In addition to IDEs, another important piece of software that helps big teams work collaboratively on big coding projects is called Source Control, also known as version control or revision control. Most often, at a big software company like Apple or Microsoft, code for projects is stored on centralized servers, called a code repository. When a programmer wants to work on a piece of code, they can check it out, sort of like checking out a book out from a library.

Often, this can be done right in an IDE. Then, they can edit this code all they want on their personal computer, adding new features and testing if they work. When the programmer is confident their changes are working and there are no loose ends, they can check the code back into the repository, known as committing code, for everyone else to use. 

While a piece of code is checked out, and presumably getting updated or modified, other programmers leave it alone. This prevents weird conflicts and duplicated work. In this way, hundreds of programmers can be simultaneously checking in and out different pieces of code, iteratively building up huge systems.

Critically, you don't want someone committing buggy code, because other people and teams may rely on it. Their code could crash, creating confusion and lost time. The master version of the code, stored on the server, should always compile without errors and run with minimal bugs. But sometimes bugs do creep in.

Fortunately, source control software keeps track of all changes, and if a bug is found, the whole code, or just a piece, can be rolled back to an earlier, stable version. It also keeps track of who made each change, so coworkers can send nasty, I mean, helpful and encouraging emails to the offending person.

Debugging goes hand in hand with writing code, and it's most often done by an individual or small team. The big picture version of debugging is Quality Assurance testing, or QA. This is where a team rigorously tests out a piece of software, attempting to create unforeseen conditions that might trip it up. Basically, they elicit bugs. Getting all the wrinkles out is a huge effort, but vital in making sure the software works as intended for as many users in as many situations as imaginable before it ships.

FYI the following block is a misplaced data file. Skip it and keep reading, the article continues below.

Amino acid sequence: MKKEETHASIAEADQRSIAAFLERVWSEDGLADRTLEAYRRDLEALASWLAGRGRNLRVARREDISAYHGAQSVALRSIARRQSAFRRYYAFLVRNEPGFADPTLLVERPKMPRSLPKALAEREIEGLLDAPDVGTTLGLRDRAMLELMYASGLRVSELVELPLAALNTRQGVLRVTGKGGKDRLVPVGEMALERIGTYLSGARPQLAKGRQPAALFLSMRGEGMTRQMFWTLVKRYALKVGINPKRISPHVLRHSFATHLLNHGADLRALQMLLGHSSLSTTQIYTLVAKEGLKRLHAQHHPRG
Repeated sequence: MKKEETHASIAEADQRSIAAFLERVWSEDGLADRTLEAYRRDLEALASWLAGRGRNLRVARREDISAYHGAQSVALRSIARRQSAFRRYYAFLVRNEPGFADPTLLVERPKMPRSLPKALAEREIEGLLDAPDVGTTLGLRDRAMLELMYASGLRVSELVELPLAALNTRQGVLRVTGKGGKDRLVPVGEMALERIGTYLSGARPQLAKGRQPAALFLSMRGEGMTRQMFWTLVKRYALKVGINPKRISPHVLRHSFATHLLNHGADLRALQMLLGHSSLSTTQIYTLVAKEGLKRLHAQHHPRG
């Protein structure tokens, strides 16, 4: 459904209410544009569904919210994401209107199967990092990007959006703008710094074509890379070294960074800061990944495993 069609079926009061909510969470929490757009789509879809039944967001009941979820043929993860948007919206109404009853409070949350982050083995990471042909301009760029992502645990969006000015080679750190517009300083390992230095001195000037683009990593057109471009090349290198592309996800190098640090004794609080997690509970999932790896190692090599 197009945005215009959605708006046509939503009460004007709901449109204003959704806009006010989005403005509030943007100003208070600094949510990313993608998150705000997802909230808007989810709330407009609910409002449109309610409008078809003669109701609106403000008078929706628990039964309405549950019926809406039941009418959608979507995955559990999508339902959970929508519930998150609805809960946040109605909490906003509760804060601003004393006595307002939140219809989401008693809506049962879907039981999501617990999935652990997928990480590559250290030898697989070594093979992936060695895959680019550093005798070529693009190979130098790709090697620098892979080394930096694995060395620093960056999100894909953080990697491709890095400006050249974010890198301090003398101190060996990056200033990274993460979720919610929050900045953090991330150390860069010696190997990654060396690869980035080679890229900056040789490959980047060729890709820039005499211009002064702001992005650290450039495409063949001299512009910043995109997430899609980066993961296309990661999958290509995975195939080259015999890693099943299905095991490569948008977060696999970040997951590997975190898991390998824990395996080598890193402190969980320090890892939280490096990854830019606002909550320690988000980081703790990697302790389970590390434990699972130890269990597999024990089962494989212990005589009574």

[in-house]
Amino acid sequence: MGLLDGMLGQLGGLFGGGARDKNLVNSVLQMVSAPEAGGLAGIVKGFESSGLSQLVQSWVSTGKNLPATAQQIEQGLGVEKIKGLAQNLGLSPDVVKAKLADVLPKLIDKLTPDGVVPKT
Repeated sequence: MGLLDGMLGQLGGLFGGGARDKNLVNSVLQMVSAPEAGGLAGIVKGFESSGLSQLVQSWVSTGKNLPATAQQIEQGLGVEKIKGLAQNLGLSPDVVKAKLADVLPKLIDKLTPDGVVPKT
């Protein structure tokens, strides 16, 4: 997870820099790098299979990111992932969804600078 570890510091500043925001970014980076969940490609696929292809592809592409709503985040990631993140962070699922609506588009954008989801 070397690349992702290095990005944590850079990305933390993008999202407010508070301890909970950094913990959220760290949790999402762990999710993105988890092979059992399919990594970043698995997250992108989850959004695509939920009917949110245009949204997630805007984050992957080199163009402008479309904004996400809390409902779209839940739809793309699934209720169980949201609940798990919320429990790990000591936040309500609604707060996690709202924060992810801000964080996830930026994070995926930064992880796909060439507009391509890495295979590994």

You've probably heard of beta software. This is a version of software that's mostly complete, but not 100% fully tested. Companies will sometimes release beta versions to the public to help them identify issues. It's essentially like getting a free QA team.

What you don't hear about as much is the version that comes before the beta: the alpha version. This is usually so rough and buggy, it's only tested internally.

So, that's the tip of the iceberg in terms of the tools, tricks, and techniques that allow software engineers to construct the huge pieces of software that we know and love today, like YouTube, Grand Theft Auto 5, and Powerpoint. As you might expect, all those millions of lines of code needs some serious processing power to run at useful speeds, so next episode we'll be talking about how computers got so incredibly fast. See you then.

Crash Course Computer Science is produced in association with PBS Digital Studios. At their channel, you can check out a playlist of shows, like Physics Girl, Deep Look, and PBS Space Time. This episode was filmed at The Chad & Stacey Emigholz Studio in Indianapolis, Indiana, and it was made with the help of all these nice people and our wonderful graphics team Thought Cafe. That's where we're going to have to halt and catch fire. See you next week.